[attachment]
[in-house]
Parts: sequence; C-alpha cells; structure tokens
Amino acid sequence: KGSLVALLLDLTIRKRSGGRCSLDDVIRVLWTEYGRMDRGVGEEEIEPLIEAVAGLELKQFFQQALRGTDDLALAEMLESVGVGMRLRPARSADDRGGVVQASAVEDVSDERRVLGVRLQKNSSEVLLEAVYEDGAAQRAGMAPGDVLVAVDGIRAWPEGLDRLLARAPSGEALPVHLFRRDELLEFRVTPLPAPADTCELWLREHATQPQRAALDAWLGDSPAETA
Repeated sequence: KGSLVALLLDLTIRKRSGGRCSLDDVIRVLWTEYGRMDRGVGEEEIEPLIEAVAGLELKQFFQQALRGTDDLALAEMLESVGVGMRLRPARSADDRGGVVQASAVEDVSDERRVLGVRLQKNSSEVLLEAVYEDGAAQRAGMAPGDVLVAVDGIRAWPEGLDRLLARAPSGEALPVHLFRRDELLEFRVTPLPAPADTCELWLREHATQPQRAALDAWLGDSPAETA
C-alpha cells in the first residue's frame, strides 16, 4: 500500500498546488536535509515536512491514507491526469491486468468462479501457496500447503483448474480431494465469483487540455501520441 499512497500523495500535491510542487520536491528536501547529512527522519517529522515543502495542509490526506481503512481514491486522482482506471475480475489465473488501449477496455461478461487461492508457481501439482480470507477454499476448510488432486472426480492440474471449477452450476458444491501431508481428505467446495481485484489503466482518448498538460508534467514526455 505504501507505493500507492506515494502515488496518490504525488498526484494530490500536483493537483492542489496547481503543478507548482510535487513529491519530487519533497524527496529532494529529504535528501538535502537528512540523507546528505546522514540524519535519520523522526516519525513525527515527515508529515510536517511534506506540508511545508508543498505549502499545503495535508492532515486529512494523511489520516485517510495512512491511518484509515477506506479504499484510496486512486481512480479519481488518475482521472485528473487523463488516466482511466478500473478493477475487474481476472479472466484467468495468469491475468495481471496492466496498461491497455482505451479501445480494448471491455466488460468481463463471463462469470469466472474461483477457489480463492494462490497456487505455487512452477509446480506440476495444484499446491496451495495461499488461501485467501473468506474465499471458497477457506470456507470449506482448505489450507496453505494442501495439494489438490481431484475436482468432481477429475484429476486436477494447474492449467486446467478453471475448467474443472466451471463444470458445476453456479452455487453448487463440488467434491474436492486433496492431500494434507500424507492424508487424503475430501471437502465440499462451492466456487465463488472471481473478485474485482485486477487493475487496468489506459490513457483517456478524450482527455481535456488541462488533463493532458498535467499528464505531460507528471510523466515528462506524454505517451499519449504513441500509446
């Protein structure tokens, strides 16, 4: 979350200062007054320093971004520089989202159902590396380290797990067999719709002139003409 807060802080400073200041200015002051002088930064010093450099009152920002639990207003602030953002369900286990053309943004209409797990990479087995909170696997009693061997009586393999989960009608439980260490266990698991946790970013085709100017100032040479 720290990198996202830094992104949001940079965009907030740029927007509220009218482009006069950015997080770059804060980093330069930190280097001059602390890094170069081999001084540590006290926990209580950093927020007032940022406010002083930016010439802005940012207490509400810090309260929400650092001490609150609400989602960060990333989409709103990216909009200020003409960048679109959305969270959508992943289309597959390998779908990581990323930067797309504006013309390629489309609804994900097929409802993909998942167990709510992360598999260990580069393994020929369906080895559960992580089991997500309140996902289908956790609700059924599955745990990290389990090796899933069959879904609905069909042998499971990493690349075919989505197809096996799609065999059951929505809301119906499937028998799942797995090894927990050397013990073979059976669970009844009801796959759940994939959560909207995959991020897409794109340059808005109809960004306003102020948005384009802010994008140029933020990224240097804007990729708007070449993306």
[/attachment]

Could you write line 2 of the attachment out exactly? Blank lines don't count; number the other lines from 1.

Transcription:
Parts: sequence; C-alpha cells; structure tokens